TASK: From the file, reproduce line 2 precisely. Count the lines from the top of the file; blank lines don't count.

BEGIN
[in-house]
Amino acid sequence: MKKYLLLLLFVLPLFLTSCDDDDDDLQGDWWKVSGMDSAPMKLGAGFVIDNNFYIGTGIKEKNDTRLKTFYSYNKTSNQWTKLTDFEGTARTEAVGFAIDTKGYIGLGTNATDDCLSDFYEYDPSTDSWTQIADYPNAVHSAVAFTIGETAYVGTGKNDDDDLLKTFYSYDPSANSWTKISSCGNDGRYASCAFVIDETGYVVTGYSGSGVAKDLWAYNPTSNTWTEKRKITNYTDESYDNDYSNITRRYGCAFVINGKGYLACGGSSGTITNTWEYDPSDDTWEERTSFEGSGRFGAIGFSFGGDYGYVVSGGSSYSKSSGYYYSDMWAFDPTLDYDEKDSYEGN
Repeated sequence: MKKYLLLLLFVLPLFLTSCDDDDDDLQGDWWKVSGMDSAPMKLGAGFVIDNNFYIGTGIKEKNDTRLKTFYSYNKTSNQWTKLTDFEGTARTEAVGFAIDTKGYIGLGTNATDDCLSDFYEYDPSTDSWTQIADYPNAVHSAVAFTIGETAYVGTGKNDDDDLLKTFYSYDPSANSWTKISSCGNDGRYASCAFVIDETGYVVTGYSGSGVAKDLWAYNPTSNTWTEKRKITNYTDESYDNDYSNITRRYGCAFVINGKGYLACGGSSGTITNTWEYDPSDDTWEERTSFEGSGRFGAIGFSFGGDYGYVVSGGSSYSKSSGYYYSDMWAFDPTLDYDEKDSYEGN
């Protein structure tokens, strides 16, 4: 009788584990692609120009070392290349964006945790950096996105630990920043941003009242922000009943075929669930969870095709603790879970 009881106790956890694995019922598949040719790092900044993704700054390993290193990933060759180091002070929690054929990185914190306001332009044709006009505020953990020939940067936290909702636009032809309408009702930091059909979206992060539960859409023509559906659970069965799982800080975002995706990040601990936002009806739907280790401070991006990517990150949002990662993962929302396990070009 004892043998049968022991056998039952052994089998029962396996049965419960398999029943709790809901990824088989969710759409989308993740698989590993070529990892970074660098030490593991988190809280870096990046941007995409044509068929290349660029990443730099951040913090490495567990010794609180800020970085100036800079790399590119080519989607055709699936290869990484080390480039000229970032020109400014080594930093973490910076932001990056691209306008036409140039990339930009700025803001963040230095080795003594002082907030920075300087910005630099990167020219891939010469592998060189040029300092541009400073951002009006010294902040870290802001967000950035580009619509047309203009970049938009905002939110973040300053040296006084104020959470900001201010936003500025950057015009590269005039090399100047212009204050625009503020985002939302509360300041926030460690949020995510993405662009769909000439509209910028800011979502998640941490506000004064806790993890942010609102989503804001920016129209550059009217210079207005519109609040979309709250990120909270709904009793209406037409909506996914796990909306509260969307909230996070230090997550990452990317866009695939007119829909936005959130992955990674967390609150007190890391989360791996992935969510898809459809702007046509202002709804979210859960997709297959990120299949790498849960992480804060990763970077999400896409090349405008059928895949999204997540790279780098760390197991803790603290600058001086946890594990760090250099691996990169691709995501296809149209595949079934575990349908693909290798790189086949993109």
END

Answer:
Amino acid sequence: MKKYLLLLLFVLPLFLTSCDDDDDDLQGDWWKVSGMDSAPMKLGAGFVIDNNFYIGTGIKEKNDTRLKTFYSYNKTSNQWTKLTDFEGTARTEAVGFAIDTKGYIGLGTNATDDCLSDFYEYDPSTDSWTQIADYPNAVHSAVAFTIGETAYVGTGKNDDDDLLKTFYSYDPSANSWTKISSCGNDGRYASCAFVIDETGYVVTGYSGSGVAKDLWAYNPTSNTWTEKRKITNYTDESYDNDYSNITRRYGCAFVINGKGYLACGGSSGTITNTWEYDPSDDTWEERTSFEGSGRFGAIGFSFGGDYGYVVSGGSSYSKSSGYYYSDMWAFDPTLDYDEKDSYEGN